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Printed at: 09:03:42 / 15-05-2021

Your Ultrasound Scan

Please note, this page is printable by selecting the normal print options on your computer.

What is an Ultrasound Scan?
An ultrasound scan builds up a picture of part of the inside of the body using sound waves. A small hand-held sensor is moved over the skin to view the organ from different angles; the pictures are
displayed on a TV monitor screen and recorded.

Are there any risks?
No, there are no known risks and it is considered to be very safe.

Are you required to make any special preparations in advance?
Sometimes it is necessary to prepare for the scan. If so, this will be explained in the accompanying appointment letter.

Parking at the Hospital
The hospital has plenty of car parking spaces, but you may not be able to park close to the entrance. It is important that you arrive on time. If you are late for your appointment, we can’t guarantee that you will be seen and you may have to rebook. You are advised to allow plenty of time, 15 to 20 minutes, to find a space before your appointment.

Where do I book in?
Your appointment letter will tell you where you should book in.

What happens then?
You will be taken into the scanning room. You need to be able to easily expose the part of your body which is to be scanned so please dress accordingly. If you are having a scan of your abdomen, for example, a skirt or trousers that can be pulled down to hip level will be ideal. Paper towelling will be used to protect your clothes from the gel. If you are required to remove anything other than your external clothes we will provide you with a sheet or gown as appropriate.

What happens during the scan?
A gel will be applied to your skin over the area to be scanned. This allows the sensor to slide easily over the skin and helps to produce clearer pictures. During the scan the Radiologist or Sonographer will look at the images on the television screen and, if necessary, look at the record of the images later, before writing a report.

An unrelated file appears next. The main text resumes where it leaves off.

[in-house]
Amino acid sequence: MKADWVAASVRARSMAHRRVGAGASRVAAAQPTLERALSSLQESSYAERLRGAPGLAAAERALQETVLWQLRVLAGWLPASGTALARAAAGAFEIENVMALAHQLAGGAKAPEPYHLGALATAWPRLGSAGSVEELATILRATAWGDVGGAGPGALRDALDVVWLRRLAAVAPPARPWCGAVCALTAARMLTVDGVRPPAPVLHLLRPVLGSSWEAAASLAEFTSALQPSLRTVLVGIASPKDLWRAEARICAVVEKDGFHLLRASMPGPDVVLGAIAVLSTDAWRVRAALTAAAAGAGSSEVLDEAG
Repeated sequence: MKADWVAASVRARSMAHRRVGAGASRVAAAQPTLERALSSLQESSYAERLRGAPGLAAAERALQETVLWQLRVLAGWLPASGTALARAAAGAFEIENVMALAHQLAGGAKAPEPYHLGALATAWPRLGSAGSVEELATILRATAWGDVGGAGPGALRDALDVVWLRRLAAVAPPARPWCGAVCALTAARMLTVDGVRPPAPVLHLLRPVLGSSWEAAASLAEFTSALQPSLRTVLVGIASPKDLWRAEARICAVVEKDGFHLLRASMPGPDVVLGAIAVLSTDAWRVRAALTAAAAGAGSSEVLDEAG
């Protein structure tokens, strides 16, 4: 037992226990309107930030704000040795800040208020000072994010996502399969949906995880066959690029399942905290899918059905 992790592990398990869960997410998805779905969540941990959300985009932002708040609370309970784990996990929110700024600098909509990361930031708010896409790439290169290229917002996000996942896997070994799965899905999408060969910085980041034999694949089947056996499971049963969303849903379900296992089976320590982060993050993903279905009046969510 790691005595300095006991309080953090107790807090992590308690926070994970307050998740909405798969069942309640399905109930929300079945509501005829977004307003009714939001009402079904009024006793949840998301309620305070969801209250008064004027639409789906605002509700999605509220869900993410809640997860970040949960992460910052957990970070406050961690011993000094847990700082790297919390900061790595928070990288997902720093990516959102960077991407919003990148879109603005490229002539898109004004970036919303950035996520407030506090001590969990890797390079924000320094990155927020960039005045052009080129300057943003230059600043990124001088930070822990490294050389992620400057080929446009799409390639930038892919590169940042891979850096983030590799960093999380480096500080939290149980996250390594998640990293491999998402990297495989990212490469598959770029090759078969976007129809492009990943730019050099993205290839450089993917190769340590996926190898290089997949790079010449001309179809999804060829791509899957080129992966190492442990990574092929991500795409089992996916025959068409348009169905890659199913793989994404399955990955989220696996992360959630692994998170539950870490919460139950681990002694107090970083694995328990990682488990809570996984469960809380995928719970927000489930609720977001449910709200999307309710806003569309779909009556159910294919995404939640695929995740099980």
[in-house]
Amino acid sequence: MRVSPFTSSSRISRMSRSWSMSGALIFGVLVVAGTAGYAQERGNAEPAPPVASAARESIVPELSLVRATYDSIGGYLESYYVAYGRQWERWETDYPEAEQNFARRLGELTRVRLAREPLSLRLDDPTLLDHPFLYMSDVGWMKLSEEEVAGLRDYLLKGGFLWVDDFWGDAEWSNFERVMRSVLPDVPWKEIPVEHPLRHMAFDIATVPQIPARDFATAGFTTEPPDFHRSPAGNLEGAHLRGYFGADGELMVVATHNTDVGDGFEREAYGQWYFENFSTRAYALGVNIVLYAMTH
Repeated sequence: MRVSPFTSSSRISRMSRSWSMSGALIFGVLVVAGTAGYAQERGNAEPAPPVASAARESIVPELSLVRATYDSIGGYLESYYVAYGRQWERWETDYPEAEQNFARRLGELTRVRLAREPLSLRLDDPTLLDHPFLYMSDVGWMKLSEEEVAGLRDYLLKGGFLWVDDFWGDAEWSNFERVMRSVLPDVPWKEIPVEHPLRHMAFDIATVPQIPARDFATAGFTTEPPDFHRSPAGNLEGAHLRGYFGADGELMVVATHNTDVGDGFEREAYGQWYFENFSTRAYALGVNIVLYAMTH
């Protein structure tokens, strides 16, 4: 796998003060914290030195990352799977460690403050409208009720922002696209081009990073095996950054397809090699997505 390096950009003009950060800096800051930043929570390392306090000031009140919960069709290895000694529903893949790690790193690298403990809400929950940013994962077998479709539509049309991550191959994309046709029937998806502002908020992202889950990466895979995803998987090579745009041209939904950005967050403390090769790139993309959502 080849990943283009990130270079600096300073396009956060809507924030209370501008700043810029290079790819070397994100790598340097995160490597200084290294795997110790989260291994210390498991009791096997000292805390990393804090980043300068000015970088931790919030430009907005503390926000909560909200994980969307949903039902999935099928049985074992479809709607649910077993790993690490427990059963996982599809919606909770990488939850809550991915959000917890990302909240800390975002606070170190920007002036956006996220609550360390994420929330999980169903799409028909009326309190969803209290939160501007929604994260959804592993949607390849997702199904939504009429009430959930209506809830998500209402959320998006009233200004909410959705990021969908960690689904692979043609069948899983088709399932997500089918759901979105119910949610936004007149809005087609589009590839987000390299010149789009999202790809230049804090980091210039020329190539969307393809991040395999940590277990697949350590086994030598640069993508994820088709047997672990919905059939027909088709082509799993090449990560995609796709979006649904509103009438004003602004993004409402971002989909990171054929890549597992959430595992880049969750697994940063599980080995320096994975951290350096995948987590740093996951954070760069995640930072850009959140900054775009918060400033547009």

Will it be uncomfortable?
Ultrasound itself does not produce discomfort and apart from the sensor on your skin you will not feel anything. If a full bladder is required, though, there may be some associated discomfort.
Ultrasound is often carried out to try to find the reason for a patient’s abdominal or pelvic pain.  In these circumstances, some pressure may be applied to the skin surface over an inflamed organ. This may increase the amount of pain coming from that organ temporarily, but would be no worse than, for example, being examined by a doctor on a ward.

How long will it take?
The process of carrying out a scan usually takes about 10 – 15 minutes. Unless you are delayed, for example by emergency patients, your total time in the Department is likely to be about 30-40
minutes.

When will I get the results?
After the scan, the images will be examined further by the Radiologist or Sonographer, who will prepare a report on his/her findings. This may take some time to reach your referring Doctor but is
normally about 14 days. If you have a query about having the ultrasound scan, please ring the Radiology Department between 9am and 5pm, Monday to Friday. The contact number is stated on your appointment letter.

Web Links
For further information you may like to visit the following sites
www.mkuh.nhs.uk – For further information about Milton Keynes Hospital. You can also view or download larger map from this site. https://www.mkuh.nhs.uk/patients-and-visitors/maps-and-car-parking
www.rcr.ac.uk – This is the web site of the Royal College of Radiologists, Clicking into the virtual hospital it will give you a lot of useful information about the work of a Radiology Department

© The Royal College of Radiologists, July 2000. Permission is granted to modify and/or re-produce these leaflets for purposes relating to the improvement of health care provided that the source is acknowledged and that none of the material is used for commercial gain. The material may not be used for any other purpose without prior consent from the College.